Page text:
Attributable fringe benefits

The value of any attributable fringe benefits is required to be declared by all shareholder employees if they, or their associates, hold voting interests of 50% or more in a company. The value of the fringe benefit is the tax-inclusive value of the benefit, PIE income.This includes an amount of income attributed by a portfolio investment entity (PIE) to the principal caregiver or their spouse or partner, except if the PIE is a superannuation fund or a retirement savings scheme (eg KiwiSaver).

 

Passive income of children

If your child(ren) receive(s) any of the following types of income totalling over $500 a year (per child), you’ll need to include the amount over $500 (per child) as part of your family income: 

  • resident passive income. This includes interest, dividends, a taxable M?ori Authority distribution
  • royalties
  • rent
  • beneficiary income. However, beneficiary income that is excluded under the minor beneficiary rule is not included in family income (eg, income from a testamentary trust).
  • distributions from a listed PIE
  • attributed income from a PIE that is not a superannuation fund or
  • retirement savings scheme.

Income of non-resident spouse

If your spouse or partner, who is not a tax resident, is earning an income overseas, you will need to include their worldwide income as part of your family income for Working for Families Tax Credits. We may require you to provide evidence of their income.
 

Tax exempt salary or wages

This includes salary and wages that are exempt from income tax under specific international agreements in New Zealand. It includes employees of international organisations such as the United Nations or the Organisation for Economic Co-operation and Development (OECD), or under the Diplomatic Privileges.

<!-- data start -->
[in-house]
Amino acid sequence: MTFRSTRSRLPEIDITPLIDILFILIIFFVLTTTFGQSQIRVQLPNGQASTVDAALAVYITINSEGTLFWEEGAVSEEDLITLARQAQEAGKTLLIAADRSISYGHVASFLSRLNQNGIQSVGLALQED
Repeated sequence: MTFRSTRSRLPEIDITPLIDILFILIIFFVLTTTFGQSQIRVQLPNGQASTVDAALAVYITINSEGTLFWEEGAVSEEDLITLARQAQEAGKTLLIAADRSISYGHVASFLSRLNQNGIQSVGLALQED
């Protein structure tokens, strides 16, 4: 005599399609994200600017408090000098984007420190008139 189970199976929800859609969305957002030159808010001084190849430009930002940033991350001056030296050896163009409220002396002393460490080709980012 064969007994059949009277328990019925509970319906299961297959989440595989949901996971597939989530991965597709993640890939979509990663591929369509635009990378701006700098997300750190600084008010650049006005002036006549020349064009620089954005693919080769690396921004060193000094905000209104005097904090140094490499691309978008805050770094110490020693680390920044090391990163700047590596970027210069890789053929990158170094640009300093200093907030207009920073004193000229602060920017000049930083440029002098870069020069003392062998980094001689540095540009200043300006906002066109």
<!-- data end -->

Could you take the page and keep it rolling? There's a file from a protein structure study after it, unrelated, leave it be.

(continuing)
Pensions and Annuities

This includes 50% of the amount of pension or annuity payments from life insurance policies or a superannuation fund, (excluding NZ Super).
 

Other payments

These are payments from any other person or entities that are used for the family’s day-to-day living expenses. If the total amount is more than $5,000 for the tax year, then the total amount must be included as family income. However if the total amount for the year is less than or equal to $5,000 you do not need to tell us about it. A payment is considered to be used to meet day-to-day living expenses if it is:
  • replacing lost or reduced income (eg; payments from an insurance policy that covers loss of earnings/employment)
  • used to pay regular liabilities (for example, car payments, hire purchases, mortgage, loans)
  • used to meet the family’s usual living expenses (eg; monthly phone bill or power bill)
  • paid directly by another person on behalf of the principal caregiver, or their family members, for regular expenses (eg; paying the power, phone, gas bills directly).
  • Payments can include soft loans. A soft loan is a loan made available to a person on favourable terms, such as no or little interest payable and no set repayment date.

Income equalisation scheme deposits (excludes "adverse events" deposits)

This includes any deposits made by:

  • you
  • a company controlled by you or your trust, or
  • your trust
  • to an agricultural, fishing or forestry business income equalisation scheme account at Inland Revenue.
  • subsequent refunds from these accounts (excluding interest) shouldn't be included as income for WFTC